What’s a nice, liberal Jewish boy from Chicago doing in a Merkava tank along Israel’s border as Lebanon sets up ambushes against Hezbollah guerillas?
Stand-up comedian Chasnoff is not the first or last American Jew to join the ranks of the Israel Defense Forces out of love for the Jewish homeland. But it’s certainly unusual for an American IDF veteran to pen an account of his disillusionment with Israel, with Israelis, with the war in Lebanon and with the way the IDF trains for and fights the war. Not that Chasnoff had become anti-Israel or anti-Zionist by the end of his experiment in military living. His idealism and faith—some might say, his naïveté—as his odyssey began were strong enough to withstand the blows of ordinary real-world experience. But his illusions about the IDF being the perfect fighting force and Israel being on a purely moral mission were slowly stripped away with each little humiliation, absurd policy and selfish act of a colleague he witnessed in training and in combat. Near the end of his tour, Chasnoff suffered the ultimate insult of being deemed insufficiently Jewish in the eyes of the Rabbinical Council of Tel Aviv. “[I]f I do die during these next thirty-nine days,” he writes, “they won’t even bury me in a goddamn Jewish cemetery.” The author often writes humorously—the physical examinations at the hands of very different authority figures that bookend the main narrative are horrifyingly hilarious. At times, as when he describes the landscapes in the Negev Desert and in Lebanon, the prose approaches the poetic. But often the writing comes across like a film treatment, with the laughs calibrated to a sitcom level. A little more poetry and a little less shtick might have served the story better.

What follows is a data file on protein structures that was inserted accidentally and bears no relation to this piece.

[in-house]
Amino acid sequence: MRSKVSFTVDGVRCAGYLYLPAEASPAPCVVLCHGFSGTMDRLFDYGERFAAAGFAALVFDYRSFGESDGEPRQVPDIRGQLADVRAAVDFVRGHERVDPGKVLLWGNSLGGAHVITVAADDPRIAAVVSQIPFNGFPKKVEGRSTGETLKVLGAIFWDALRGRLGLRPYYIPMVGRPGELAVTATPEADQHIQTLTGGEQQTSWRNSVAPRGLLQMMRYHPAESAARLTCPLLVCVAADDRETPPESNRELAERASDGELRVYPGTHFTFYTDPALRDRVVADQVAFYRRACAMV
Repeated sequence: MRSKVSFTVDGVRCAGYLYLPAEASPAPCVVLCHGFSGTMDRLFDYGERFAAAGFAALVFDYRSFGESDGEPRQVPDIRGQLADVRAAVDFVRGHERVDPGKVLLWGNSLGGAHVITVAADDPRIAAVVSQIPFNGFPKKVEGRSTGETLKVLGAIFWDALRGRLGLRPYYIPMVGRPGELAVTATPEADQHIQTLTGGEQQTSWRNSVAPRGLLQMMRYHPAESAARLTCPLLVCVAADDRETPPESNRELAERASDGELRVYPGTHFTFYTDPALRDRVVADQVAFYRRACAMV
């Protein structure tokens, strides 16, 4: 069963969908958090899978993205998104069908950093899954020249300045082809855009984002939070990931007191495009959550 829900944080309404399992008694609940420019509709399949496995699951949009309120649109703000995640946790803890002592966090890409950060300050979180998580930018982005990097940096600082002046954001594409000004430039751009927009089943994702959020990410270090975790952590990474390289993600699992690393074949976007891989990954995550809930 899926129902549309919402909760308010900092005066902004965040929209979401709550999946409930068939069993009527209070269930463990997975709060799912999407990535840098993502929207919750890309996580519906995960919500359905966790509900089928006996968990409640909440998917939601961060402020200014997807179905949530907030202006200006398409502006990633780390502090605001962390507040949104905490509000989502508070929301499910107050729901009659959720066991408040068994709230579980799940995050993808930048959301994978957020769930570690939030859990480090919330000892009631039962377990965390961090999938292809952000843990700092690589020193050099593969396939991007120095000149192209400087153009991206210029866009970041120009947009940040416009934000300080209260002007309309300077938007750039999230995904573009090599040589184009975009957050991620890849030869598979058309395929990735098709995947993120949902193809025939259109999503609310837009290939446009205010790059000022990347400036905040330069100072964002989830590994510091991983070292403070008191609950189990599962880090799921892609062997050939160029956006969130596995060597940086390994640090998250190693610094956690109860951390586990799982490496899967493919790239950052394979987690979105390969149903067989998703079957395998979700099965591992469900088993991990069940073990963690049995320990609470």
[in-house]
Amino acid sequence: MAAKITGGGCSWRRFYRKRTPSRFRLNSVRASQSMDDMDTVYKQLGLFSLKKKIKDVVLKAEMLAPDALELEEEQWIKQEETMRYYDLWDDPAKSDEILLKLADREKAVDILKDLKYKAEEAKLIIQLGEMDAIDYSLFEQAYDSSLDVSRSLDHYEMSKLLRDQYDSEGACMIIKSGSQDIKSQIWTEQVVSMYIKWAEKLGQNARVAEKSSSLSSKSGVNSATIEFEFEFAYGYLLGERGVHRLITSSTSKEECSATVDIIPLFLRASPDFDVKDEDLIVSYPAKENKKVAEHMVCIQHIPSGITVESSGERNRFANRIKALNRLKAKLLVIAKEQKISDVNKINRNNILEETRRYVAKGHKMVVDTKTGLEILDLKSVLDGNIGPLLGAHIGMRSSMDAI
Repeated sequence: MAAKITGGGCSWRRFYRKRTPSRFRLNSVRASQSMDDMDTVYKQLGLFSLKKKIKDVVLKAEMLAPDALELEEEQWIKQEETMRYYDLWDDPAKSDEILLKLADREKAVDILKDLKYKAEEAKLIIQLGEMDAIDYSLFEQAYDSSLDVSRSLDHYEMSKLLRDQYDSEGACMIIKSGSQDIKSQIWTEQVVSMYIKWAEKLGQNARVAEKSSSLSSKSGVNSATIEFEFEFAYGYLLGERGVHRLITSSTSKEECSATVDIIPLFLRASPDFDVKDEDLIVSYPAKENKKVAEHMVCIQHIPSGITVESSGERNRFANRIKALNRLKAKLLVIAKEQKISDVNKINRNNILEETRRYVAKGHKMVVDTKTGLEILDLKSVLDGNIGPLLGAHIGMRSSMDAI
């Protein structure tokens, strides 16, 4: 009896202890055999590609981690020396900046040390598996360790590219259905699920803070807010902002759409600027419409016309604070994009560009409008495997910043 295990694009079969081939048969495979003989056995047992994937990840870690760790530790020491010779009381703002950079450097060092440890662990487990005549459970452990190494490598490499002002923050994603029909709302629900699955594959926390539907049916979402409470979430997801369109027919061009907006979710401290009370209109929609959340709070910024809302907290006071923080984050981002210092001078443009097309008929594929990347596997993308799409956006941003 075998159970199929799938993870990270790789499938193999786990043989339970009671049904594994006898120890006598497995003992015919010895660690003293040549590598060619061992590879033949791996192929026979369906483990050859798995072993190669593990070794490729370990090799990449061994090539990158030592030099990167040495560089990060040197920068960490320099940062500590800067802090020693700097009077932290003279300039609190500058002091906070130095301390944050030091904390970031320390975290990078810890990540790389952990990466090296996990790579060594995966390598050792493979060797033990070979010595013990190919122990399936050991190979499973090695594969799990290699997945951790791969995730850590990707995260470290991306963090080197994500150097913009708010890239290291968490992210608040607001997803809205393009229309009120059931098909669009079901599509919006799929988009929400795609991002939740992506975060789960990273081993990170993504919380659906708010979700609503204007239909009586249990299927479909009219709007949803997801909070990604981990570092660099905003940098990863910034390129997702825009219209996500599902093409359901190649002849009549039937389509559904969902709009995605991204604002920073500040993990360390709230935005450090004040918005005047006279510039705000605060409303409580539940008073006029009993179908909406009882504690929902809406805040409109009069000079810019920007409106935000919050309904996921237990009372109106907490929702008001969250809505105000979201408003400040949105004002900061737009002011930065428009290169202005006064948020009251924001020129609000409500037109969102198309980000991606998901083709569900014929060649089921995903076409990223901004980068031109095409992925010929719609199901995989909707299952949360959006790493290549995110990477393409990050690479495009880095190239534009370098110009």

Serviceable boot-camp comedy.